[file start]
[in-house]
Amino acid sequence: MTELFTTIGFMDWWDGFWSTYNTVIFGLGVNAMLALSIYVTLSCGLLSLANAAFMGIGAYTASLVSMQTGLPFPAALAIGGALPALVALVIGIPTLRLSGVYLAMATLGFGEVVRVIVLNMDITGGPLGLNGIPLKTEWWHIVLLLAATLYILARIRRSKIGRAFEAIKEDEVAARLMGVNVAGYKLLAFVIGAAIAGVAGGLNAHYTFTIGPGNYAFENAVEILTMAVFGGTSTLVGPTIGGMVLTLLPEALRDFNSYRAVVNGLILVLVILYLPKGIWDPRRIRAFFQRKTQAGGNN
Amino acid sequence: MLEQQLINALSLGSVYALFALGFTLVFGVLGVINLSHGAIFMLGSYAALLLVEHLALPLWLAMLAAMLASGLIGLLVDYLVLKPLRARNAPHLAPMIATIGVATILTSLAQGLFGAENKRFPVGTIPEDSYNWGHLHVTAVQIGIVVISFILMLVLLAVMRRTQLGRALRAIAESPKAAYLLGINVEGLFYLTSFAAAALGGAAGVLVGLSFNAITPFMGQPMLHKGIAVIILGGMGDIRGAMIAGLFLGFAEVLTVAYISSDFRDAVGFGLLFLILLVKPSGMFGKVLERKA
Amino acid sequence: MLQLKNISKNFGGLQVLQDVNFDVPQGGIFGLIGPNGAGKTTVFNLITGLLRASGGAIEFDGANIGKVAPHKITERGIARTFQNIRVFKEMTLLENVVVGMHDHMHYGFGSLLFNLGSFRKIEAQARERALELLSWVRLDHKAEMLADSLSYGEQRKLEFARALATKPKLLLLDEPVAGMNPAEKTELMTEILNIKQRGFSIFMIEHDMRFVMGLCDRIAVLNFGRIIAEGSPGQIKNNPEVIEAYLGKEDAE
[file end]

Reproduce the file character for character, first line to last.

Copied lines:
[in-house]
Amino acid sequence: MTELFTTIGFMDWWDGFWSTYNTVIFGLGVNAMLALSIYVTLSCGLLSLANAAFMGIGAYTASLVSMQTGLPFPAALAIGGALPALVALVIGIPTLRLSGVYLAMATLGFGEVVRVIVLNMDITGGPLGLNGIPLKTEWWHIVLLLAATLYILARIRRSKIGRAFEAIKEDEVAARLMGVNVAGYKLLAFVIGAAIAGVAGGLNAHYTFTIGPGNYAFENAVEILTMAVFGGTSTLVGPTIGGMVLTLLPEALRDFNSYRAVVNGLILVLVILYLPKGIWDPRRIRAFFQRKTQAGGNN
Amino acid sequence: MLEQQLINALSLGSVYALFALGFTLVFGVLGVINLSHGAIFMLGSYAALLLVEHLALPLWLAMLAAMLASGLIGLLVDYLVLKPLRARNAPHLAPMIATIGVATILTSLAQGLFGAENKRFPVGTIPEDSYNWGHLHVTAVQIGIVVISFILMLVLLAVMRRTQLGRALRAIAESPKAAYLLGINVEGLFYLTSFAAAALGGAAGVLVGLSFNAITPFMGQPMLHKGIAVIILGGMGDIRGAMIAGLFLGFAEVLTVAYISSDFRDAVGFGLLFLILLVKPSGMFGKVLERKA
Amino acid sequence: MLQLKNISKNFGGLQVLQDVNFDVPQGGIFGLIGPNGAGKTTVFNLITGLLRASGGAIEFDGANIGKVAPHKITERGIARTFQNIRVFKEMTLLENVVVGMHDHMHYGFGSLLFNLGSFRKIEAQARERALELLSWVRLDHKAEMLADSLSYGEQRKLEFARALATKPKLLLLDEPVAGMNPAEKTELMTEILNIKQRGFSIFMIEHDMRFVMGLCDRIAVLNFGRIIAEGSPGQIKNNPEVIEAYLGKEDAE